Video

Video Cambodian Land Grabs Threaten Traditional Communities

Indigenous communities in Cambodia's Ratanakiri province say the government’s economic land concession policy is taking away their land and traditional way of life, making many fear that their identity will soon be lost. Local authorities, though, have denied this is the case. VOA's Say Mony went to investigate and filed this report, narrated by Colin Lovett.
Video

Video US, South Korea Conduct Joint Military Exercises

The Eighth U.S. Army Division and the Eighth Republic of Korea Mechanized Infantry Division put on a well orchestrated show of force for the media this week during their joint military training exercises in South Korea. VOA’s Seoul correspondent Brian Padden was there and reports the soldiers were well disciplined both in conducting a complex live fire exercise and in staying on message with the press.
Video

Video Space Program Status Disappoints 'Last Man on the Moon'

One of the films that drew big crowds last week at the annual South by Southwest festival in Austin, Texas, tells the story of the last human being to stand on the moon, U.S. astronaut Eugene Cernan. It has been 42 years since Cernan returned from the moon and he laments that no one else has gone there since. VOA’s Greg Flakus reports.
Video

Video Young Filmmakers Shine Spotlight on Giving Back

A group of student filmmakers from across the United States joined President Barack Obama at the White House this month for the second annual White House Student Film Festival. Fifteen short films were officially selected from more than 1,500 entries by students aged 6 through 18. The filmmakers and their families then joined the president and a group of celebrities for a screening of their films. VOA’s Julie Taboh reports.
Video

Video VOA Exclusive: Interview with Afghan President Ashraf Ghani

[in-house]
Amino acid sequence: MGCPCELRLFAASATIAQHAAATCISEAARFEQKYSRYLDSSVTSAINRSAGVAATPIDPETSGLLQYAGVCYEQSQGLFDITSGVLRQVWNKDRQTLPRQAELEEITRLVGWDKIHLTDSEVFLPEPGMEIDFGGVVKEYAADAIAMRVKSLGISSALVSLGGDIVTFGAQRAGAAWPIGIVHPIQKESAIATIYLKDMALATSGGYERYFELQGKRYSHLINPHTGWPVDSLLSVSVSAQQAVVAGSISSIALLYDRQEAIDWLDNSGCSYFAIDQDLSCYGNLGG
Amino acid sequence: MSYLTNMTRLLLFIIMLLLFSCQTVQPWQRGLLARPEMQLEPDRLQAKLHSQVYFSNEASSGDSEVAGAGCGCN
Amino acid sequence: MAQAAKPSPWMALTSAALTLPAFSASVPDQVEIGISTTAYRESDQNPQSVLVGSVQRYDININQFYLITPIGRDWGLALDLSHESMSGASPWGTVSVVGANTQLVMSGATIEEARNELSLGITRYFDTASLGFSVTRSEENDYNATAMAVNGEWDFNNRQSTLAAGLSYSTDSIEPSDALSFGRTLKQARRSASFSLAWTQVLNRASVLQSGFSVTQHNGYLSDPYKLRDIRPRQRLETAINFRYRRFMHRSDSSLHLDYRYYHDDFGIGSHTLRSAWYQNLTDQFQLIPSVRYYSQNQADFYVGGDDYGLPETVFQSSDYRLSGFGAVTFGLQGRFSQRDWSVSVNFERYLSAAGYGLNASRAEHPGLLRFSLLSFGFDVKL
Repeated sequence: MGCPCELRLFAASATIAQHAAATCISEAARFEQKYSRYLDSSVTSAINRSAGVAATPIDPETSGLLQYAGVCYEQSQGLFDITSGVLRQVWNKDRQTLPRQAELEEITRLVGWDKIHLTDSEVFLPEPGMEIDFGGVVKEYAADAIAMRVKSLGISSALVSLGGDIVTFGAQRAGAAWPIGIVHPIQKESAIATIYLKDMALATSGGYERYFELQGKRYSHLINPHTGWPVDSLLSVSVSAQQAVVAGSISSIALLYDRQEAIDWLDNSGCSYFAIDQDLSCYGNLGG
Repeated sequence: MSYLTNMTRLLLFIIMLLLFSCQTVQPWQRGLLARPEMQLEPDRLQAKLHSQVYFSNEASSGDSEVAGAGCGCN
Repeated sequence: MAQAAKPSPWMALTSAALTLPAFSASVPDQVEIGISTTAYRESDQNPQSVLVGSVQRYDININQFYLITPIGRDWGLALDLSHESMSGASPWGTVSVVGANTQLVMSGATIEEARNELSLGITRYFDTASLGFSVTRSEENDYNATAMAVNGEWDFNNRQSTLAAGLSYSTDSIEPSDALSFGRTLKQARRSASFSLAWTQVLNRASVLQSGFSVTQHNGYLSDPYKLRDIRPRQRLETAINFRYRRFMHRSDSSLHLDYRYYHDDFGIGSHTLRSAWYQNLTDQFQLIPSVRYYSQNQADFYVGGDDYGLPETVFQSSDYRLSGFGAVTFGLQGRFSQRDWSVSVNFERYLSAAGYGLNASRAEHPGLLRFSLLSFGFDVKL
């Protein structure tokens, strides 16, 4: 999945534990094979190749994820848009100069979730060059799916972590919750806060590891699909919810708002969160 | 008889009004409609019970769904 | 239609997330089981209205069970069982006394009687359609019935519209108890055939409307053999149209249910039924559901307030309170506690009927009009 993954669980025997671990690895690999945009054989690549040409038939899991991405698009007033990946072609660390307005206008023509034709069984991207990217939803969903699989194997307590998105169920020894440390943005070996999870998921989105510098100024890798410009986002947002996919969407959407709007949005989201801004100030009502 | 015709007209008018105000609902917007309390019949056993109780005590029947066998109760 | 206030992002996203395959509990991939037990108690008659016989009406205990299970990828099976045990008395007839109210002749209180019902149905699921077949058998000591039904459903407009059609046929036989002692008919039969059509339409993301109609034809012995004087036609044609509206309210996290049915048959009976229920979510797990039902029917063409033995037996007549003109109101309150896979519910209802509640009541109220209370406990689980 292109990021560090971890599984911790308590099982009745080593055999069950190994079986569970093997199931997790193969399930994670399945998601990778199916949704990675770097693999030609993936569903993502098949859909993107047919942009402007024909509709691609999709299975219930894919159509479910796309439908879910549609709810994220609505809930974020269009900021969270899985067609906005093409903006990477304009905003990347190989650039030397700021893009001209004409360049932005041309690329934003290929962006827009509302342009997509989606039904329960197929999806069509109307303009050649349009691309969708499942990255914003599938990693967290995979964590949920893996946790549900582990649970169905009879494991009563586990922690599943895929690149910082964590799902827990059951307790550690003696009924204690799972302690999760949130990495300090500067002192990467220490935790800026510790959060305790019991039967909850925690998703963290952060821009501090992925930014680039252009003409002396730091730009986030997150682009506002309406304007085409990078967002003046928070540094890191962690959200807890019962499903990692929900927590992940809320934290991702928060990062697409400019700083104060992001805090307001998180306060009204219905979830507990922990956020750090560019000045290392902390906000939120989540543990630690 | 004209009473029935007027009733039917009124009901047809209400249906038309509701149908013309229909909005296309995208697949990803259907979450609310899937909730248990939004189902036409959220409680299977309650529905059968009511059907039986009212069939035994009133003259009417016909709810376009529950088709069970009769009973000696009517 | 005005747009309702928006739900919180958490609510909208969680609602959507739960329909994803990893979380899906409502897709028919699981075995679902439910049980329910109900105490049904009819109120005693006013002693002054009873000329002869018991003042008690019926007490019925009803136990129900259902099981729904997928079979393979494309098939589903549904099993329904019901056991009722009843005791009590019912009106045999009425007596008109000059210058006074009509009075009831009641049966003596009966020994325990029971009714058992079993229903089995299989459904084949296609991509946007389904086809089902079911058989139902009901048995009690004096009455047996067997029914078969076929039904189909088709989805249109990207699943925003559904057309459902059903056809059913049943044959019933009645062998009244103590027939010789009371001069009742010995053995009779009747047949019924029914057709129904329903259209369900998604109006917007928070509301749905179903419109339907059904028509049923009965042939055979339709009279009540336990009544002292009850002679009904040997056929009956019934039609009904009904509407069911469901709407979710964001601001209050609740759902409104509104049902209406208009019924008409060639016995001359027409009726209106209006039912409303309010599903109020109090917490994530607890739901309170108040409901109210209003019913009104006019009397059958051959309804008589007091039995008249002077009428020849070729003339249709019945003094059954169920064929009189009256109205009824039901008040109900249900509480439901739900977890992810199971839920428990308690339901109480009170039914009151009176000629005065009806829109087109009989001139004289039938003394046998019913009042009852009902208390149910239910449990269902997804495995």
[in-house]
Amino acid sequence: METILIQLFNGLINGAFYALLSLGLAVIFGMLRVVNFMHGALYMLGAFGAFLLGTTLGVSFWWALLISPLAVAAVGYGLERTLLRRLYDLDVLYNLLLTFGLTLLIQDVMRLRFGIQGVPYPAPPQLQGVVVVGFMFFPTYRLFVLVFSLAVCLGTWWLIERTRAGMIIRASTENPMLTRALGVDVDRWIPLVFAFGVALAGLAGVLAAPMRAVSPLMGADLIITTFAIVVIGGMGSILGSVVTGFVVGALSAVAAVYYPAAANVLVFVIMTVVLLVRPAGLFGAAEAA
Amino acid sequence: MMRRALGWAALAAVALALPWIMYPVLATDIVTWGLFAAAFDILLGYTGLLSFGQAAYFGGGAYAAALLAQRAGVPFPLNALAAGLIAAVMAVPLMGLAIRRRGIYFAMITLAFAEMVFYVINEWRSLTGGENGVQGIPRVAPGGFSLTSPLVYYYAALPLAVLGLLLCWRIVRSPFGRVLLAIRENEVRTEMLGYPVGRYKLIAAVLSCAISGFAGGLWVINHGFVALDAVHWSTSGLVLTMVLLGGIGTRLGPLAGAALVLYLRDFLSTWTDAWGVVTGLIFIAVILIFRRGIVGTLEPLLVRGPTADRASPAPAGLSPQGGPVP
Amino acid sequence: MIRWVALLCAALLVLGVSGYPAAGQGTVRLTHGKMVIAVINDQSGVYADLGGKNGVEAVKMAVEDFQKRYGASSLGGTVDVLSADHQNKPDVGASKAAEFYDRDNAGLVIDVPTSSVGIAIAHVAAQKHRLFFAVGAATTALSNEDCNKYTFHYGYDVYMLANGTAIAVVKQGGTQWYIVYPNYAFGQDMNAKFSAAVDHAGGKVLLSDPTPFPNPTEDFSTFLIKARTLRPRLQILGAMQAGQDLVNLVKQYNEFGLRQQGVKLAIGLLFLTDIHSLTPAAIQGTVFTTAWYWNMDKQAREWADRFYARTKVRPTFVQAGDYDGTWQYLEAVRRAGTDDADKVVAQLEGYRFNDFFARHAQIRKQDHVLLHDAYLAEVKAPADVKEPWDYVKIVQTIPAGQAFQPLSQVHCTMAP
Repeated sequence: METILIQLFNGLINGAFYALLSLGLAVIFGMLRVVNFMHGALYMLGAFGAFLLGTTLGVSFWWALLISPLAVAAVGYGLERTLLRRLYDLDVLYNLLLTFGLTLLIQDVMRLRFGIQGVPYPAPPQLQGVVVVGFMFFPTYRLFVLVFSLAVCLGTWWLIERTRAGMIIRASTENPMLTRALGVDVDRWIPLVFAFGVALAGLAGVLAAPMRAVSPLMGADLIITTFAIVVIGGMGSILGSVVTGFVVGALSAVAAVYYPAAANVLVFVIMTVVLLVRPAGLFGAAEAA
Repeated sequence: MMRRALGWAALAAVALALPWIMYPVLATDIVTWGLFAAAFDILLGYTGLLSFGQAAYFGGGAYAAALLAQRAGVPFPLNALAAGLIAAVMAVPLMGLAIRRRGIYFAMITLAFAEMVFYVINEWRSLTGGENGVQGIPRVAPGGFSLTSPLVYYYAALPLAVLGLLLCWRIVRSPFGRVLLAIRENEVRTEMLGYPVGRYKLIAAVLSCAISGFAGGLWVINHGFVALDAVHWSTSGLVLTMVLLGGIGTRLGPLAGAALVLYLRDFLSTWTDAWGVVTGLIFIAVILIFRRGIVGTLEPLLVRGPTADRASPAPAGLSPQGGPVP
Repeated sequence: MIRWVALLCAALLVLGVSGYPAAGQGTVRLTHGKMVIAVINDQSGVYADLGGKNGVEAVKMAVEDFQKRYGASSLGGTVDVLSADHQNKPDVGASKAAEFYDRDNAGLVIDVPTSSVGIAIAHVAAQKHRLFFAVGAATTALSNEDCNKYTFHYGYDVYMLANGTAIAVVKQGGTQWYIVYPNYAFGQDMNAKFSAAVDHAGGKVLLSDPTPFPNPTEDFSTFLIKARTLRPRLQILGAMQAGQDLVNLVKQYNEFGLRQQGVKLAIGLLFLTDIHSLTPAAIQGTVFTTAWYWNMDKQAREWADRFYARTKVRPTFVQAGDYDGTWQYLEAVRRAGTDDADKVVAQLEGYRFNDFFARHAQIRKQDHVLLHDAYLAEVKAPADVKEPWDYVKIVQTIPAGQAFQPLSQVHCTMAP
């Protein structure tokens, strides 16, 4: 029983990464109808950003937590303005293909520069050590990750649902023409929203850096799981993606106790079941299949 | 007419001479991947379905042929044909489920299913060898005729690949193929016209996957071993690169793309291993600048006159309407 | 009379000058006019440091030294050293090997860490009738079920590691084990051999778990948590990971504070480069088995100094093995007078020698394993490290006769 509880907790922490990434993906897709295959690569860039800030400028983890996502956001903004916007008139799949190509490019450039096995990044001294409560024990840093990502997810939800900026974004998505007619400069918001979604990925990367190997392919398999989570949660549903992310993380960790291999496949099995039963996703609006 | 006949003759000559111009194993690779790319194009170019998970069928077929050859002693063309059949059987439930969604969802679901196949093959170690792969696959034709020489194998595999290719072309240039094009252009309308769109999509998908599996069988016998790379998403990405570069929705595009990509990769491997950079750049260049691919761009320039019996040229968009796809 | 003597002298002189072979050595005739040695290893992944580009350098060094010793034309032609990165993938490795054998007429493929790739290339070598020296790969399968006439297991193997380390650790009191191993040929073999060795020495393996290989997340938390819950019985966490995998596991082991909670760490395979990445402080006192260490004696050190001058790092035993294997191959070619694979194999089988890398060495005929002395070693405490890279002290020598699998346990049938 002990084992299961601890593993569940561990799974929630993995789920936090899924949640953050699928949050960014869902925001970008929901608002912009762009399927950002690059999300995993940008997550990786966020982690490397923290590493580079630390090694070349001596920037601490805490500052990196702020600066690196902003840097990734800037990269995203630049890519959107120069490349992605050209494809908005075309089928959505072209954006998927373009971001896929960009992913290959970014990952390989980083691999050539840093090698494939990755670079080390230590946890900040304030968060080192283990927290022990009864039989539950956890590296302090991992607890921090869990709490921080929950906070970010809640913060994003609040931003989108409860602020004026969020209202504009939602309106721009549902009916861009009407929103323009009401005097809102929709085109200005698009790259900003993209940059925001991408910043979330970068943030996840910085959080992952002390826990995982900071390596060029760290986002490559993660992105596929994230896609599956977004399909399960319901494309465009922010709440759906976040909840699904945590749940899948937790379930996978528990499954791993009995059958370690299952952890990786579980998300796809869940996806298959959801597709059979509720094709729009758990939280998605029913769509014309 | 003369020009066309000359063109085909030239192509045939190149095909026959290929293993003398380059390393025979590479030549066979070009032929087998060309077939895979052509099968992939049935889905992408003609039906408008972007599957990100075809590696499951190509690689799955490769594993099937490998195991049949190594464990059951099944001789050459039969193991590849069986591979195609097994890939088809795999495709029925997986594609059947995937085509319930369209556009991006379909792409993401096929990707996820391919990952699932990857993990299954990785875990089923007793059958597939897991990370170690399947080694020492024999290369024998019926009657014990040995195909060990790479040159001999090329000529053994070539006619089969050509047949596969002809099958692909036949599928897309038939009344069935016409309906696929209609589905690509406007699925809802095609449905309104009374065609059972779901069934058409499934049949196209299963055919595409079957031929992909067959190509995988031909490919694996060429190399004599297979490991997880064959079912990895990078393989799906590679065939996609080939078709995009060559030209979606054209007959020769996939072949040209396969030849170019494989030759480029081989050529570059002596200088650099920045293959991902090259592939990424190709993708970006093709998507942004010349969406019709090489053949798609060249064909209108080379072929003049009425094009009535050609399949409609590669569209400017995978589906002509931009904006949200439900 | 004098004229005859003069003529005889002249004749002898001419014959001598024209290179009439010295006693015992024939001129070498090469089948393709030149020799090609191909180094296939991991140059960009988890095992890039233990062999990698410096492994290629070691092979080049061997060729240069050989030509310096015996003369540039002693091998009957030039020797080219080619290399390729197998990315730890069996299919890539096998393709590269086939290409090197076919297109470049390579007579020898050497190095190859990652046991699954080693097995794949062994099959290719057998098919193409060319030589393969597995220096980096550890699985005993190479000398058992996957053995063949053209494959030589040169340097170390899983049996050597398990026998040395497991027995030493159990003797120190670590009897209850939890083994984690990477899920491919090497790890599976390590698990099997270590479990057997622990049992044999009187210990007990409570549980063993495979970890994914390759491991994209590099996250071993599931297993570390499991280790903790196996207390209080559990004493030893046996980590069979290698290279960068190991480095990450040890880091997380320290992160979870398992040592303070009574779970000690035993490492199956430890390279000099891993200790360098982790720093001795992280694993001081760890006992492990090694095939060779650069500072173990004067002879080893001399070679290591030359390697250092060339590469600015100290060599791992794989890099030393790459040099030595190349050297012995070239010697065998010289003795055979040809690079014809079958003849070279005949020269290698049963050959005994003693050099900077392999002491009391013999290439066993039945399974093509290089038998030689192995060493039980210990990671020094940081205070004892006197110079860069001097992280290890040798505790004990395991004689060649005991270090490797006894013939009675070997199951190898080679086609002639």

Afghan President Ashraf Ghani, during his first visit as president to Washington, gave a one-on-one interview with VOA Afghan Service reporter Said Suleiman Ashna, about his request for a change in U.S. troop levels, the threat from the Islamic State, and repairing relations with the United States and Pakistan. The interview was held at Blair House, late Sunday, in Pashto.
Video

Video California Science Center Tells Story of Dead Sea Scrolls

The ancient manuscripts were uncovered in the mid-20th century, and they are still yielding clues about life and religious beliefs in ancient Israel. As VOA's Mike O'Sullivan reports, an exhibit in Los Angeles shows how modern science is bringing the history of these ancient documents to life.
Video

Video Angelina Jolie Takes Another Bold Step

Hollywood actress and filmmaker Angelina Jolie has revealed she had her ovaries and fallopian tubes removed to lower her odds of getting cancer. Doctors say the huge publicity over her decision will help raise awareness about the importance of cancer screening. VOA’s George Putic has more

All About America

Circumventing Censorship

An Internet Primer for Healthy Web Habits

As surveillance and censoring technologies advance, so, too, do new tools for your computer or mobile device that help protect your privacy and break through Internet censorship.
More